The Dramatic Story of Making “The Fountainhead” Movie

The movie adaptation of The Fountainhead was first released in theaters in July 1949, and it featured two of the era’s biggest stars, Gary Cooper and Patricia Neal. But the making of that film was itself a dramatic story.

It’s a story of “how Ayn Rand sold the screen rights to The Fountainhead — without selling out.” That’s how Shoshana Milgram, a scholar who has studied Rand’s life and writings in depth, has described it. To learn about the making-of story, I turned to Dr. Milgram, a professor at Virginia Tech, whose knowledge of Rand’s intellectual and literary development is truly encyclopedic.

During our conversation, Dr. Milgram shared a wealth of fascinating details about Rand’s role in adapting her novel to the screen. Warner Bros. Studios hired Rand to write the script. Although the scope of a two-hour movie required a considerable delimitation of the story, Rand was intent on ensuring that the film would convey some of the distinctive thematic aspects of the book.

During filming and then in editing, there were further challenges that Rand had to navigate gingerly. For example, there was the attempt to substantially alter the meaning of a climactic courtroom speech that Rand viewed as critical to the theme. (Rand wrote about that conflict in a previously unpublished letter, now available on ARI’s site.)

Finally, we also talked about Rand’s delimited purpose in selling the film rights and her evaluation of the finished product. Near the end, Dr. Milgram shares her own thoughts about the film and a 2017 Dutch-language stage adaptation of The Fountainhead by the director Ivo van Hove.

The interview assumes some knowledge of the basic plot of The Fountainhead novel — though we tried to fill in some context and avoid plot spoilers for those who’ve not yet read the book.

Remember DVDs? Along with the feature film, these sometimes included a short behind-the-scenes documentary on the making of the film. My interview with Dr. Milgram offers something like that kind of background for The Fountainhead adaptation.

A Conversation with Graeme Wood: What ISIS Really Wants

The Islamic State, or ISIS, was a grotesque enigma when it burst on the scene in 2014. After conquering vast tracts of Iraq and Syria, ISIS became notorious for beheadings and crucifixions, and for reinstating the practice of slavery. But to what end? What did ISIS really want? It soon became clear that our political and military leaders lacked anything like real understanding of the ISIS phenomenon.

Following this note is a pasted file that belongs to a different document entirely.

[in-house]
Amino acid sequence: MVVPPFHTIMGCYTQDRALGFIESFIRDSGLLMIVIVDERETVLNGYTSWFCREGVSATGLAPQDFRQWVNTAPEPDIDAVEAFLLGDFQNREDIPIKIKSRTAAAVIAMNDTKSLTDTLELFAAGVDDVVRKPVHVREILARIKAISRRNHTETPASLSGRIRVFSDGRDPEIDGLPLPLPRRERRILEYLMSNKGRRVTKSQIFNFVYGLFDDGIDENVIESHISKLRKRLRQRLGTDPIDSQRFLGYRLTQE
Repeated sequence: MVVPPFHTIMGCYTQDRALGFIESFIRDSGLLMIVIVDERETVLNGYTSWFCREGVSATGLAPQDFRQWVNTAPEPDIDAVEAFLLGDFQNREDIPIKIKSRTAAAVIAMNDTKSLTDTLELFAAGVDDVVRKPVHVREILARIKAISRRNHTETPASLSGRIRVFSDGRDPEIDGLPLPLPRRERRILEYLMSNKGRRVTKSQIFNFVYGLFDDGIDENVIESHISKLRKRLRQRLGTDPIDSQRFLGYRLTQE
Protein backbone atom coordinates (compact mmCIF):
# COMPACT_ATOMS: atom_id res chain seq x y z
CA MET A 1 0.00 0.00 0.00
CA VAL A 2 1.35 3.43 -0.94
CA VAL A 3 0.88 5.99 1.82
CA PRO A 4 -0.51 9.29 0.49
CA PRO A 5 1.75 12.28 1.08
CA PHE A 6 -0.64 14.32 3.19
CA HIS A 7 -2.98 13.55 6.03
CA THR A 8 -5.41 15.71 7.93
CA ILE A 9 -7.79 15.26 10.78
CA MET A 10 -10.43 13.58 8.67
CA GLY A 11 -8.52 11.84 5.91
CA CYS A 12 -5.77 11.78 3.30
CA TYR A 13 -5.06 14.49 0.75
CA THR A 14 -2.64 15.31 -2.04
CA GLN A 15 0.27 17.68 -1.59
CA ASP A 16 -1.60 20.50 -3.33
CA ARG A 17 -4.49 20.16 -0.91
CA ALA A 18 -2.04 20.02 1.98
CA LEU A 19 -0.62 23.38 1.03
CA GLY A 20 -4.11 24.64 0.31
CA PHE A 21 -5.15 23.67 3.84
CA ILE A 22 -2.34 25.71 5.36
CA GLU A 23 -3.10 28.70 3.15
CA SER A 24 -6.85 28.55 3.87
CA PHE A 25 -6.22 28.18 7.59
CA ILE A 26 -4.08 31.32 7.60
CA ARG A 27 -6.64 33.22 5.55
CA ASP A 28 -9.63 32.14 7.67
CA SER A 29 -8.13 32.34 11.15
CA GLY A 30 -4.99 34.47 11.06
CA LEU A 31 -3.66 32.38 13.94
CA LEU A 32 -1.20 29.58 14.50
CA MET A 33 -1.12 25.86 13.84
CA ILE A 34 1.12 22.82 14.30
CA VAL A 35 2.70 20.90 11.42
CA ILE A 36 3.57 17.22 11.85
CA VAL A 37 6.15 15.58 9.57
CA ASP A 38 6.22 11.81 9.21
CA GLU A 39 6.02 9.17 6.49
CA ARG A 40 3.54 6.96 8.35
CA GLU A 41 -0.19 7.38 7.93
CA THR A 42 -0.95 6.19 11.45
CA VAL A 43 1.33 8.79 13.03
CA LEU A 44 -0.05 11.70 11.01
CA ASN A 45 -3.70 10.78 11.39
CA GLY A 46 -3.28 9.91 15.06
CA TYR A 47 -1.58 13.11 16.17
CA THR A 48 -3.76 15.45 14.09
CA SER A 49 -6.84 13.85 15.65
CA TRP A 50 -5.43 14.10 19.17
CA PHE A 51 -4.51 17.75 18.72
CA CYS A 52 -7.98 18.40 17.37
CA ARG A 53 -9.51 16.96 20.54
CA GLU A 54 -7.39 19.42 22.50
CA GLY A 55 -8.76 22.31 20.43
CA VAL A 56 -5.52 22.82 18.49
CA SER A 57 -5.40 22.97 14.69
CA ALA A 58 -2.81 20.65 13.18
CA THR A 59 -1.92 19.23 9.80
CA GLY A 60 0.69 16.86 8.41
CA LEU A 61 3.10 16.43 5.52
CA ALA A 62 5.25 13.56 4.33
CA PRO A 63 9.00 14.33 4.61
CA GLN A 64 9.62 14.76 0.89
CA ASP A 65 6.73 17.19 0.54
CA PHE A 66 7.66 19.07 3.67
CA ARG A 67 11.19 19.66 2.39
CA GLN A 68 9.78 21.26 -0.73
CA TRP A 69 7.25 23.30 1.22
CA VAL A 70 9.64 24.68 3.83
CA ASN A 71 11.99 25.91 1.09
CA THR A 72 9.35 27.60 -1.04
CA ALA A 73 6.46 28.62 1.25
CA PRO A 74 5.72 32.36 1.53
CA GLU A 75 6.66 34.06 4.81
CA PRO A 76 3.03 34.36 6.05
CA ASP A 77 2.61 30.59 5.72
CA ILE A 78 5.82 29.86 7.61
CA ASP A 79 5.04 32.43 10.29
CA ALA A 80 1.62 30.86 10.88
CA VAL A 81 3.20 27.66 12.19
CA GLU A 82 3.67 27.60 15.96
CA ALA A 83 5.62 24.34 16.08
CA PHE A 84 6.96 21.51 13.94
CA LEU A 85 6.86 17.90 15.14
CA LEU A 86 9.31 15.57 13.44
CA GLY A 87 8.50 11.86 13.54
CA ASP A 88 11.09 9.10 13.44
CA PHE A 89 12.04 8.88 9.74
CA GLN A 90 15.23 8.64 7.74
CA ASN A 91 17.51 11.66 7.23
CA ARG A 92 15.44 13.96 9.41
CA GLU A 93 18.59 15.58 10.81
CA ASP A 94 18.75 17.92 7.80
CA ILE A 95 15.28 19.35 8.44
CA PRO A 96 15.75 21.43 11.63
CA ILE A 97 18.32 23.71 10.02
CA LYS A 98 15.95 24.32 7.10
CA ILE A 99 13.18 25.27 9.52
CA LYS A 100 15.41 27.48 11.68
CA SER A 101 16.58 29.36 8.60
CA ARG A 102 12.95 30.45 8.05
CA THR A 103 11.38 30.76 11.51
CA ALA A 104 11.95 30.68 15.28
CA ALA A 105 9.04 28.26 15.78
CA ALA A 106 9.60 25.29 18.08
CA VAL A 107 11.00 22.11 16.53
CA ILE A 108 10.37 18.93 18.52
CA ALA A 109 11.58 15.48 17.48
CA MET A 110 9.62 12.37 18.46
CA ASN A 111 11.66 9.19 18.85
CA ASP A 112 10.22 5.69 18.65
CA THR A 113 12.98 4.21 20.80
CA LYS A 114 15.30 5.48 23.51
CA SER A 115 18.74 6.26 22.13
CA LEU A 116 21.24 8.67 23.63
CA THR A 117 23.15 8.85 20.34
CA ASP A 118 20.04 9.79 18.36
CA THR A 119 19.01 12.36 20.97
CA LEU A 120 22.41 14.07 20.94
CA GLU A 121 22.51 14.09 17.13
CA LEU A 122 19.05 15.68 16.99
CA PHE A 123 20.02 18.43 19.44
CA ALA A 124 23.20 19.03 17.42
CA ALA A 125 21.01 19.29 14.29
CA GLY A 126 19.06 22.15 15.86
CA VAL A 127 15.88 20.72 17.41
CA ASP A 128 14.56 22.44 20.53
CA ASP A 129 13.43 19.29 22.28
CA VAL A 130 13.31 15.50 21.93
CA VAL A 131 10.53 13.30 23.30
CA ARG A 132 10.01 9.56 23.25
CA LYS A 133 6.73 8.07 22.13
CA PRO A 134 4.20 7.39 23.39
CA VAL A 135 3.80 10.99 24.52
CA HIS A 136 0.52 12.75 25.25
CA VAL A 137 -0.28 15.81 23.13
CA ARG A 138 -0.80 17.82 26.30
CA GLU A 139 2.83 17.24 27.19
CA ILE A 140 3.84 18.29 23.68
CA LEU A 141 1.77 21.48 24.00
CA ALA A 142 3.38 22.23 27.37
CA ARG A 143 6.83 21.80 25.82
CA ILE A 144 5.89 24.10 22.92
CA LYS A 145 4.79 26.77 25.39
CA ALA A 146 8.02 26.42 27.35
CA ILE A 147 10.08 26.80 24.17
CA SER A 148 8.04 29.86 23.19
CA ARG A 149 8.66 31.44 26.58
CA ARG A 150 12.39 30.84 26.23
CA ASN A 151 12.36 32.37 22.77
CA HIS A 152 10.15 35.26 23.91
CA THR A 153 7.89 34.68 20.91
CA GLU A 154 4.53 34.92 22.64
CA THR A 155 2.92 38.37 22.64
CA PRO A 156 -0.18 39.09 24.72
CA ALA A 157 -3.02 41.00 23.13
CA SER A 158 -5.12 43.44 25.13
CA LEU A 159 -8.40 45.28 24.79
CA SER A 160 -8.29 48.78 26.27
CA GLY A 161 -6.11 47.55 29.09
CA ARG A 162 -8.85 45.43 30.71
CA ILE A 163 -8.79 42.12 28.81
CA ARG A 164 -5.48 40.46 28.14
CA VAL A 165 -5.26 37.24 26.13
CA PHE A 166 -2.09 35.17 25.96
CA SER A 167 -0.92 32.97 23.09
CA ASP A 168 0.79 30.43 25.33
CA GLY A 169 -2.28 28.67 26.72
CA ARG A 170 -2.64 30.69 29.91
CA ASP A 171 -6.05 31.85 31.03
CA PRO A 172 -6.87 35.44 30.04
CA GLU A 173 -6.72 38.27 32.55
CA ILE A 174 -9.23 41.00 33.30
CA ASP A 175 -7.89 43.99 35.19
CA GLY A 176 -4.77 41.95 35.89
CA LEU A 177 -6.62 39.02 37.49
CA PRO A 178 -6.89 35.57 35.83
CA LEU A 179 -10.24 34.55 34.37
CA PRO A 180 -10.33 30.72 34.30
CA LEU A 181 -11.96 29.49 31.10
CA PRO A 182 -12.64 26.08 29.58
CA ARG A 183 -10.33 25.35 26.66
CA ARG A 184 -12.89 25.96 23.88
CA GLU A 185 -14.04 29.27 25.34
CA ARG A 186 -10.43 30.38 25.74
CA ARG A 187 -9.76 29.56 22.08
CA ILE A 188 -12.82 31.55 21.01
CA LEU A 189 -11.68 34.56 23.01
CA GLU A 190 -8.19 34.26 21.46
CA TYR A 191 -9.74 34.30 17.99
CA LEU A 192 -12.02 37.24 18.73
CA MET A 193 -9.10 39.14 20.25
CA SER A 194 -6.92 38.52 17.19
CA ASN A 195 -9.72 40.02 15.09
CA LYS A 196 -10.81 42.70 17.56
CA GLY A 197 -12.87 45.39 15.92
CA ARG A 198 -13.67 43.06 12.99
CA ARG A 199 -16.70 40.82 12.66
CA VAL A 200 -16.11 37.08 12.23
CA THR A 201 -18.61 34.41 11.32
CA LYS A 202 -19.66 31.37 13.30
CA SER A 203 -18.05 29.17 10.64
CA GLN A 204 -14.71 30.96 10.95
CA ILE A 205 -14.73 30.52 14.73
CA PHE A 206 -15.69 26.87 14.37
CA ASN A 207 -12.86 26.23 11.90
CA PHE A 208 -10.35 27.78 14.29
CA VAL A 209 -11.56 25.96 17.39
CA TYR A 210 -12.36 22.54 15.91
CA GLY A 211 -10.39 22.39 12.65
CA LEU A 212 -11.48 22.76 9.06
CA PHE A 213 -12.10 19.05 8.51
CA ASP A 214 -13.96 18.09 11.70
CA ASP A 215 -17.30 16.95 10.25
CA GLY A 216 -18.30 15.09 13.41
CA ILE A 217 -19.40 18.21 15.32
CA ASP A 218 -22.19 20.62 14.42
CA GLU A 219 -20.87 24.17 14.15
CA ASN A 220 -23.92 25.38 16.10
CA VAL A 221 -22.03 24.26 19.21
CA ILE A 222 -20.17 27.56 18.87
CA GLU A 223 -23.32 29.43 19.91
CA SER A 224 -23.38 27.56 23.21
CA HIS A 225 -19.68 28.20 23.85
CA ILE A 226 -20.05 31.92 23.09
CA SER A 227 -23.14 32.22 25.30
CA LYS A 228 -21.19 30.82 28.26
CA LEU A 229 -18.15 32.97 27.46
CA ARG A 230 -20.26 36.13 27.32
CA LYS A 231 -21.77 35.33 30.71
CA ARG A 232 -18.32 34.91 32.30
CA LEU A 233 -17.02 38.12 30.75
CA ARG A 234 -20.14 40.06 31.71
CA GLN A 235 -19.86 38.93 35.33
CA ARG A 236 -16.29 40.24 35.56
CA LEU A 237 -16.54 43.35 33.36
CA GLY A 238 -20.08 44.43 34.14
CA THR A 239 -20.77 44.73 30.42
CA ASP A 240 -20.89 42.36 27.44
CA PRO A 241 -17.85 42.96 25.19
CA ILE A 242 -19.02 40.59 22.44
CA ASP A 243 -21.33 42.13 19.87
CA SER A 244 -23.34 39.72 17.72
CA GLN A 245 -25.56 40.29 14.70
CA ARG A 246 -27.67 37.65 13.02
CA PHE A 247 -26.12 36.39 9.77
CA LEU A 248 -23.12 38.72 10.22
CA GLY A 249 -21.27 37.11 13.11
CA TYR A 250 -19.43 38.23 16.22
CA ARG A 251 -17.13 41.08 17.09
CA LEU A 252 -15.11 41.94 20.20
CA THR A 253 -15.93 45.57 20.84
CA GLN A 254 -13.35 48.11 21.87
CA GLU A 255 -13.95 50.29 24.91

Graeme Wood, a staff writer at The Atlantic, set out to answer a few simple, yet crucial questions: What is the Islamic State? Where did it come from, and what are its intentions? The resulting article, “What ISIS Really Wants,” went viral. By one reckoning, it received more than a million pageviews the day it went online. It became one of the most-read digital articles of 2015, garnering nearly 100 million minutes of reading time.

Wood’s article was remarkable for debunking a common perception of ISIS as essentially a collection of psychopaths who had hijacked Islam for their own decidedly secular ends. His research led to a different conclusion: ISIS is in fact deeply Islamic. Its ends and means are bound up in sincerely held religious belief.

Building on that article, Wood wrote The Way of the Strangers: Encounters with the Islamic State, and recently I caught up with him to discuss his writings on jihadists. We explored the findings of his research, some of the opposing views, or counter-arguments, regarding what’s essential to the Islamic State, and the unwillingness of some scholars to take seriously the religious character of ISIS. Among other topics, we touched on the issue of “Islamophobia” and how it impedes discussion of jihadist ideas (an issue that came up in the attempt to shut down a panel discussion on Islamism that Wood and I took part in at University of Rochester).

A key takeaway from this conversation is that our intellectual and political leaders vastly under-appreciate, if not ignore, the role of ideas in animating the jihadist phenomenon.

Why Economic Nationalism Is Un‑American

In the name of “economic nationalism,” the Trump administration has called for “fair trade” and has launched a “trade war” on Chinese goods, seeking to impose a variety of tariffs to “protect” selected American industries.

But Harry Binswanger argues that the seemingly patriotic goal of protecting American industries and encouraging people to “buy American” is in fact profoundly un-American. It is “un-American in its goal and in the coercive means employed to achieve it.”

Why? What animates “economic nationalism”? What approach is consistent with America’s founding ideals?

Listen to the podcast.